Sonny Boy, a story of a criminal clan living in the New Mexico desert, who raise a young boy, Sonny, as a weapon to take revenge on their enemies, is one challenging film to classify. Through flashbacks and vignettes, the audience is shown the abuse, endurance tests, and deprivation Sonny is forced to endure to transform him into an animalistic avenger. The film is open to multiple interpretations and is not a routine or formulaic exploitation film. It could be seen as a cruel, contemporary fairy tale or an allegory about child abuse – or, very well as an anarchistic commentary on normalcy and conformity.

Director Robert Martin Carroll creates a dream-like atmosphere that is closer to the cinema of David Lynch, with the desert setting, the muted colors, and soft-focus cinematography. The performances of the cast are eccentric but appropriate for the characters and storyline. Paul L. Smith commands the screen as a monstrous brute of a father figure, Brad Dourif excels in his portrayal of a ratboy like sociopathic accomplice and David Carradine gives totally unexpected, but memorable role as Pearl, who tries clumsily to act as the only thing closer to a family member, and a mother figure for Sonny Boy.

Despite the film’s eccentric storyline and grotesque characters, it is hard to imagine an indifferent viewer as Sonny Boy is a film that will definitely polarize its audience – you’ll either tune out immediately or watch in fascination and disbelief.

80s-o-meter: 40%

Total: 70%

#1762 Courage aka Raw Courage (1984)

A pet project of Ronny Cox, starring the man himself and co-written with his wife Mary, Courage turned out to be a really refreshing piece of low budget cinema.

Building up from a simple story of three long distance runners crossing a desert, this survive thriller ends up with the best of the genre, offering tons of tension with just good plain old movie making workmanship.

80s-o-meter: 70%

Total: 76%

#1759 Stormy Monday (1988)

Stormy Monday is a movie shot in the UK with two Hollywood actors, Tommy Lee Jones and Melanie Griffith. The story follows a shady American businessman named Cosmo, played by Jones, who arrives in Newcastle during a business event welcoming investors from across the Atlantic. Meanwhile, Brendan, a janitor at the Key Club, assists a nightclub owner Finney – played by Sting – against Cosmo’s henchmen while getting involved with Frank’s girlfriend, Kate, played by Griffith.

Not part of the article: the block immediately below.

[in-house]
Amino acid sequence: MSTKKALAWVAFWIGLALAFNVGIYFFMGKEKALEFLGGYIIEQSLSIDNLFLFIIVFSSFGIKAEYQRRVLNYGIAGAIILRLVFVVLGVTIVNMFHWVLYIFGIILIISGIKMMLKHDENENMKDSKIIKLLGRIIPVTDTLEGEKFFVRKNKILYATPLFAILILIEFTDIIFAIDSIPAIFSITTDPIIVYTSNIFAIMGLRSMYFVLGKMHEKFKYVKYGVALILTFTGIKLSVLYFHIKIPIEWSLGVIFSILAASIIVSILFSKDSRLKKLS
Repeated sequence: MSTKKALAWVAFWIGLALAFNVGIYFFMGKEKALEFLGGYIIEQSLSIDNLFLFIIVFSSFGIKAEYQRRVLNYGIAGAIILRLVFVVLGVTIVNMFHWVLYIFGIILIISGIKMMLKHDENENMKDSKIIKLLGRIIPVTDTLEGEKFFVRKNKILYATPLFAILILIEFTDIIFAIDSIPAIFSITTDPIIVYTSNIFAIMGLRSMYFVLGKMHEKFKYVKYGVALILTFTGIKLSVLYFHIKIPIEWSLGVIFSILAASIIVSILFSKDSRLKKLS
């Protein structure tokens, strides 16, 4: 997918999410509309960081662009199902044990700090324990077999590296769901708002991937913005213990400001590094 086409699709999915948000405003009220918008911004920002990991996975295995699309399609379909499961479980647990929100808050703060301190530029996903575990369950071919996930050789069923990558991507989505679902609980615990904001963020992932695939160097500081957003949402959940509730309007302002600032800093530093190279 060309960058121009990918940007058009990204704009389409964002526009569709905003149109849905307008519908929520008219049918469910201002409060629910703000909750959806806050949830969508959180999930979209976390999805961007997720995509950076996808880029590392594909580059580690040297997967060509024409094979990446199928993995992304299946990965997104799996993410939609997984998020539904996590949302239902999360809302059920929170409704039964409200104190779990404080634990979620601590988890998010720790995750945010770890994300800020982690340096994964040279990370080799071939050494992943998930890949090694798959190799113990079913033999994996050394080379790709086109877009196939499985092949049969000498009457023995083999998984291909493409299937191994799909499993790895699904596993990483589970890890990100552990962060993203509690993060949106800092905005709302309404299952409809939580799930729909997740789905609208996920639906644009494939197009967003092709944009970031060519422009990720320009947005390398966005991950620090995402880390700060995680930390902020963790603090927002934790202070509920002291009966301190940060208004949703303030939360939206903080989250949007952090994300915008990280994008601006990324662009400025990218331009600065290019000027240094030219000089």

By far the best asset of the movie is its stunningly beautiful cinematography by Roger Deakins, with saturated blues and neon reds of nightclub strips and the blaring red, white, and blue of American business hype. But, as the rest of the movie falls short of the level of this cinematography, Stormy Monday is ultimately style over substance – but it’s stylish, alright!

Despite the promising premise of a thrilling film noir caper, Stormy Monday falls short. We never get to understand why Cosmo is so interested in a nightclub in Newcastle, while being so inept in getting it to his hands. Jones is supposed to be the top-billed star here, but it’s ultimately unclear what he’s doing in this movie as he’s more a source of campy fun than real menace. Sting holds his ground well as the little spoken owner of a night club, and Griffith performs admirably – although this is not the role she will be remembered for.